After talking to scouts yesterday, today let’s just take a look at the numbers and see what’s interesting. As always at this time of the year, remember: it’s still only April, and minor league players are far more streaky than their major league brethren (which can be one of the reasons they’re still in the minors).

  • A recent discussion on our internal mailing list revolved around the ongoing minor league umpire strike, for which a resolution is unfortunately nowhere in sight. Wondering what effect this had on minor league statistics, our own Clay Davenport (who can seemingly spit out things like this at the drop of a hat) took a look. Offense is definitely way down, and nearly across the board. For some reason the Texas League is an extreme outlier.
                            2006           10-YEAR AVG
    Lev League          AVG OBP SLG EQA* AVG OBP SLG EQA*
    AAA International   248 314 378 713  267 332 418 764
        Lowest since '96
    AAA Pacific Coast   269 335 412 764  279 343 438 793
        Second lowest ('03)
     AA Eastern         238 298 356 675  262 329 401 747
        Lowest for any league since 1996
     AA Southern        239 305 352 681  261 333 395 747
        Lowest for SL on record (since '88)
     AA Texas           274 339 439 786  270 337 411 763
        Second HIGHEST since '96
    HiA California      260 326 392 734  271 341 412 770
        Lowest since '96
    HiA Carolina        243 312 356 695  256 324 382 727
        Second lowest since '96
    HiA Florida State   253 313 376 712  258 325 374 721
        Average year
    LoA Midwest         246 311 351 689  256 326 375 725
        Lowest in 11 years
    LoA South Atlantic  253 315 380 718  253 320 379 719
        Average year
    * Raw EQA: (H+TB+1.5(BB+SB)) / (AB+BB+SB+CS)

    This could be the result of big strike zones, cold weather, far more intensive testing programs for performance-enhancing substances, or just simply the pitchers catching up to the hitters, as all things are cyclical. Or, it could be a combination of all those factors and some others not listed. It’s definitely interesting though, and something to keep an eye on. Onto the individuals.

  • The Mets put themselves in a tough position by starting top prospect Lastings Milledge in Triple-A, despite the fact that he entered the year with just 48 games of experience above A-ball. Now the 21-year-old Milledge, the Mets’ first-round pick in 2003, has taken a dramatic step forward in nearly every aspect of his game, yet is blocked by a Mets outfield of Cliff Floyd, Carlos Beltran and a resurgent Xavier Nady. Not only is Milledge batting .400, but his peripheral numbers are also outstanding. Ten of his 28 hits have gone for extra bases, and he’s walked 14 times in 70 at-bats (1 per 5 ABs), a tremendous increase from his career rate of one per 12.8. If Beltran’s hamstring problems land him on the DL, Milledge is being mentioned by many (including Willie Randolph) as the temporary replacement, but he’ll be just that, temporary. He may be ready to make an impact right now, but he’s likely going to have to wait until 2007.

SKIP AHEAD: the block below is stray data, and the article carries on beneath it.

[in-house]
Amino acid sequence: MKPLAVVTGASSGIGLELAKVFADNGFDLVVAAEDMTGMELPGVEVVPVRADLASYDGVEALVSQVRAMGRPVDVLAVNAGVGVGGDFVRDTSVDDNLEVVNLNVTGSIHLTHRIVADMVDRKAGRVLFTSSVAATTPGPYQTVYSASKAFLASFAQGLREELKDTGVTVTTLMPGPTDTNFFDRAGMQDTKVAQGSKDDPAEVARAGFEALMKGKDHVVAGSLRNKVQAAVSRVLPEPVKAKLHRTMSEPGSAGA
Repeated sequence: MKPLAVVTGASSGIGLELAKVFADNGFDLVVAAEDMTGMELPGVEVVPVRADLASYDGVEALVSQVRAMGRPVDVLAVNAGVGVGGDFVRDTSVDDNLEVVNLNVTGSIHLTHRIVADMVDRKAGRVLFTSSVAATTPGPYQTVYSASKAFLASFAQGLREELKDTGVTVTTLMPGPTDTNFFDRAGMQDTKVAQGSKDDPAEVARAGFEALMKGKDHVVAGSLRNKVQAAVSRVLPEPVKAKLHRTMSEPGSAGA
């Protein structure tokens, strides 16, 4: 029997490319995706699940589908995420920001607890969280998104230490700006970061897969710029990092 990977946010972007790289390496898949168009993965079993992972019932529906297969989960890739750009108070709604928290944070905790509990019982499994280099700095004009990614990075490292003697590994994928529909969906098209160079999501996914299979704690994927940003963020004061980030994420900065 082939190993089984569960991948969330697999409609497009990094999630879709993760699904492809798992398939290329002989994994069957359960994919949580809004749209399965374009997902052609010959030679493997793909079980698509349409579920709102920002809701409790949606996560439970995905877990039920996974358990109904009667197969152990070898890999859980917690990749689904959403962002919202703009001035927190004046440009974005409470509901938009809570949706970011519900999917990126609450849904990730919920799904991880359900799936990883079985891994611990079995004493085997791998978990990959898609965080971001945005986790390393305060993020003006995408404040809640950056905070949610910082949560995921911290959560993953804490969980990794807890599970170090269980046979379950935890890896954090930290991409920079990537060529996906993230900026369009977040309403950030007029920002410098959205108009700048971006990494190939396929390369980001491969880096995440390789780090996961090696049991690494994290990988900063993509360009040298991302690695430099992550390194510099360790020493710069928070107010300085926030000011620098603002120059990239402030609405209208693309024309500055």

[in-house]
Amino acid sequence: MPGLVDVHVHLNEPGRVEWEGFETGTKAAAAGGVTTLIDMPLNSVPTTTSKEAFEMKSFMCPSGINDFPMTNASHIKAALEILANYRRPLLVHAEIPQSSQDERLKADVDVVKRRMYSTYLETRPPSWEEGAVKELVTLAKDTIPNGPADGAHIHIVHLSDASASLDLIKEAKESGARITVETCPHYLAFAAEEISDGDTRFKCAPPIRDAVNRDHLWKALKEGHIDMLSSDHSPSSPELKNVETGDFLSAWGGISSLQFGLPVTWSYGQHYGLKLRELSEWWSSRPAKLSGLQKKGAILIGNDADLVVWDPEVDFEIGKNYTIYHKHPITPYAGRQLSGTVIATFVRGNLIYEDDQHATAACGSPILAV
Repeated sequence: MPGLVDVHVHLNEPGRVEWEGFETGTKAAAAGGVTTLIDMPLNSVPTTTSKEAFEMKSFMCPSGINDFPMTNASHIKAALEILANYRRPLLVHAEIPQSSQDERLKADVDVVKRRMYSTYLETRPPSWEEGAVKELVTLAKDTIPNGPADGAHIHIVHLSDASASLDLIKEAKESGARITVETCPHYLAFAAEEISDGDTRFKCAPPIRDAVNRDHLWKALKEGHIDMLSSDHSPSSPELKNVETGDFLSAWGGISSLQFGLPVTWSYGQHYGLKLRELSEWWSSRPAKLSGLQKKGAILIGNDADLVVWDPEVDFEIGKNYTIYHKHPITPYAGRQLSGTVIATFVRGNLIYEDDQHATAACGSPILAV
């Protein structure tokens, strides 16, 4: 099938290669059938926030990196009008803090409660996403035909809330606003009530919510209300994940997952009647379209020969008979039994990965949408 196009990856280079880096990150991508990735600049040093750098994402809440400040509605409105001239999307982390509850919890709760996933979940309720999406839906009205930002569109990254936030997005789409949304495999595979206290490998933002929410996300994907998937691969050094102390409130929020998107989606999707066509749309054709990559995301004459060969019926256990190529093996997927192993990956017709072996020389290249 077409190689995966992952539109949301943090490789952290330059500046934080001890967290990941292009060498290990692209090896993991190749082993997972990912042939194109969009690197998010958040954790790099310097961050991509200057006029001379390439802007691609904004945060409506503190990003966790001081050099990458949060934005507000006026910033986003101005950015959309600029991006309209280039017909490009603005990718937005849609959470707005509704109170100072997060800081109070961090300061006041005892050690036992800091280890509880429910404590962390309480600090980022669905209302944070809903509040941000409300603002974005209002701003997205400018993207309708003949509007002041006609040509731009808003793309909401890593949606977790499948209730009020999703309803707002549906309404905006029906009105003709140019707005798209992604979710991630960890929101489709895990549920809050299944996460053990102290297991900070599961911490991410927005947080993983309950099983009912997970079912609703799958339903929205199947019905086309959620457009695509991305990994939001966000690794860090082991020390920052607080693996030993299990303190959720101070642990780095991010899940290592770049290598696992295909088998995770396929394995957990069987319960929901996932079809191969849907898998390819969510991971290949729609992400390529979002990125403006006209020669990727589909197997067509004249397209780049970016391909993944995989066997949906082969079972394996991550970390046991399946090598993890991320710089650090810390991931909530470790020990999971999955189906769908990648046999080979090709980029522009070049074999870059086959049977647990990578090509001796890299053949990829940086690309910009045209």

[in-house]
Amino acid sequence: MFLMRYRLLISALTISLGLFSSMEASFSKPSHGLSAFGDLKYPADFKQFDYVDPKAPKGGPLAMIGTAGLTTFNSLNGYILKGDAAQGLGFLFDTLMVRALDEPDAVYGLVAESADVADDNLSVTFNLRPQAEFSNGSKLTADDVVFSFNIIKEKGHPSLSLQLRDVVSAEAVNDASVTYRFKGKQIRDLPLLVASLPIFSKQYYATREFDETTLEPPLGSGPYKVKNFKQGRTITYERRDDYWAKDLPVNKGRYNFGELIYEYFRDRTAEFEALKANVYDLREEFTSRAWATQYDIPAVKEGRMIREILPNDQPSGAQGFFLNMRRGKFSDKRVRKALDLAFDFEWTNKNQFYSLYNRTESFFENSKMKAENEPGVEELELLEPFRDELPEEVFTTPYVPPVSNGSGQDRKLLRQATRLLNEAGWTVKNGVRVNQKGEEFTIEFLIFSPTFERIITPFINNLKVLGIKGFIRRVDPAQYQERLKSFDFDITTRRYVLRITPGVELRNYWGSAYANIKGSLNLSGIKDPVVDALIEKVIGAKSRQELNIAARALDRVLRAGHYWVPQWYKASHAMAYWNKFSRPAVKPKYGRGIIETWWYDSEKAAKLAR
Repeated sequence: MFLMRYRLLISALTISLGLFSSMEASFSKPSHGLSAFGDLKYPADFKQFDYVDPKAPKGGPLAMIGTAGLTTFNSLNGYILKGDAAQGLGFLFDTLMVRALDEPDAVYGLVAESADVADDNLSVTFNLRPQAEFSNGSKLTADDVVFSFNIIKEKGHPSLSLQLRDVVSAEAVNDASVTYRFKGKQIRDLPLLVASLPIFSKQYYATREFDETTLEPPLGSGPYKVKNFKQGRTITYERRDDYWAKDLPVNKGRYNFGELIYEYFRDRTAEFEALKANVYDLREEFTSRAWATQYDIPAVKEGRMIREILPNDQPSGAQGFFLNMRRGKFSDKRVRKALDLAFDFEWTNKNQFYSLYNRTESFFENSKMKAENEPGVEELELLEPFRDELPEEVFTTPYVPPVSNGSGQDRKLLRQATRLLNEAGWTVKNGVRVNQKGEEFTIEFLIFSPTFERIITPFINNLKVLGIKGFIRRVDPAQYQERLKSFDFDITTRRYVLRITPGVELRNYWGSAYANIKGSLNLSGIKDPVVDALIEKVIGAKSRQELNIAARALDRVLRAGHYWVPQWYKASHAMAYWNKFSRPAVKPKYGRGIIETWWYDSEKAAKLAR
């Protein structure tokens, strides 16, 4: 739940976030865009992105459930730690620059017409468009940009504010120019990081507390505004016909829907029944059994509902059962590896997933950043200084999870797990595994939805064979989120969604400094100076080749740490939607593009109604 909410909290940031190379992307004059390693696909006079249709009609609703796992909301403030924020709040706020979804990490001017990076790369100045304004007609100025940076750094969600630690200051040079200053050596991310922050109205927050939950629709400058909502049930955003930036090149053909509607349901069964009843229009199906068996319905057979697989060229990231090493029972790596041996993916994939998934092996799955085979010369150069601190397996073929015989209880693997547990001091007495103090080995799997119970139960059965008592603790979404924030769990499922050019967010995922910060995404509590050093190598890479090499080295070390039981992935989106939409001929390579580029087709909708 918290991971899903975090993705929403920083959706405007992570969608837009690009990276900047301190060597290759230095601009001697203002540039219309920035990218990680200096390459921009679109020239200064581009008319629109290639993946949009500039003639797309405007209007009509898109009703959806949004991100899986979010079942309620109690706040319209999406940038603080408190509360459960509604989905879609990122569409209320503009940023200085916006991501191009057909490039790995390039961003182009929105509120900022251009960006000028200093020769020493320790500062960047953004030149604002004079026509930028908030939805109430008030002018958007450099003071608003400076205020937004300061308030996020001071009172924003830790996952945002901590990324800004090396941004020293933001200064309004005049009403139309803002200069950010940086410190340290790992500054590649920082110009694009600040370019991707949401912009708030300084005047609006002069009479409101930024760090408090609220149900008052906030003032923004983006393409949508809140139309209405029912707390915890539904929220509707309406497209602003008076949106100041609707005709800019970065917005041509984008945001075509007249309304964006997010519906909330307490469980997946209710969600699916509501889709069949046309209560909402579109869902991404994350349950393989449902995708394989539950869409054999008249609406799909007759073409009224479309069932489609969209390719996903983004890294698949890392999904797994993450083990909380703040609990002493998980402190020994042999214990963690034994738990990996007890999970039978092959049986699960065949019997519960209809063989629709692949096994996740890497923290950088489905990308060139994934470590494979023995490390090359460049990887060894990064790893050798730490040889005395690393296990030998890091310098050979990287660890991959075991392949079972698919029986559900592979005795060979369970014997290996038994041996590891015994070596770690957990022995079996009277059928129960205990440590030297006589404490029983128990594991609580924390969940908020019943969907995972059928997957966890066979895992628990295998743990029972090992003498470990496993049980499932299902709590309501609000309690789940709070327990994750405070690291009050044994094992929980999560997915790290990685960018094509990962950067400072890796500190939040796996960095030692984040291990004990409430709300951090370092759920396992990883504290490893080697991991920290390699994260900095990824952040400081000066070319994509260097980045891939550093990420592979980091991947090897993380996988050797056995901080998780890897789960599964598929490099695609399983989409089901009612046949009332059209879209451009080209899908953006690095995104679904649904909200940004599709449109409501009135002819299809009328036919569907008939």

• The Twins bullpen has been a mixed bag this year. Joe Nathan and Francisco Liriano have been dominating, while Jesse Crain and Matt Guerrier both have ERAs over eight. Could an answer lie in Triple-A reliever Pat Neshek? He gets little respect because he’s a sidearmer, but he’s a unique one in the sense that he can get it up to 92 mph. He has a career K/BB ratio of 302/70 in 246 innings, including a 22/3 mark this year in just 11.1 innings. Now here’s the problem: Lefthanders are hitting .444 (8-for-18) off him after hitting .281 against him at Double-A last year. The good news is that righthanded hitters have been completely useless against him, going 2-for-25 (.080) with an almost unbelievable 17 strikeouts. Is there such a thing as a ROOGY? Does that have any value in the majors? Steve Reed pitched in 833 games and earned over $10 million in his career if Pat is looking for a role model.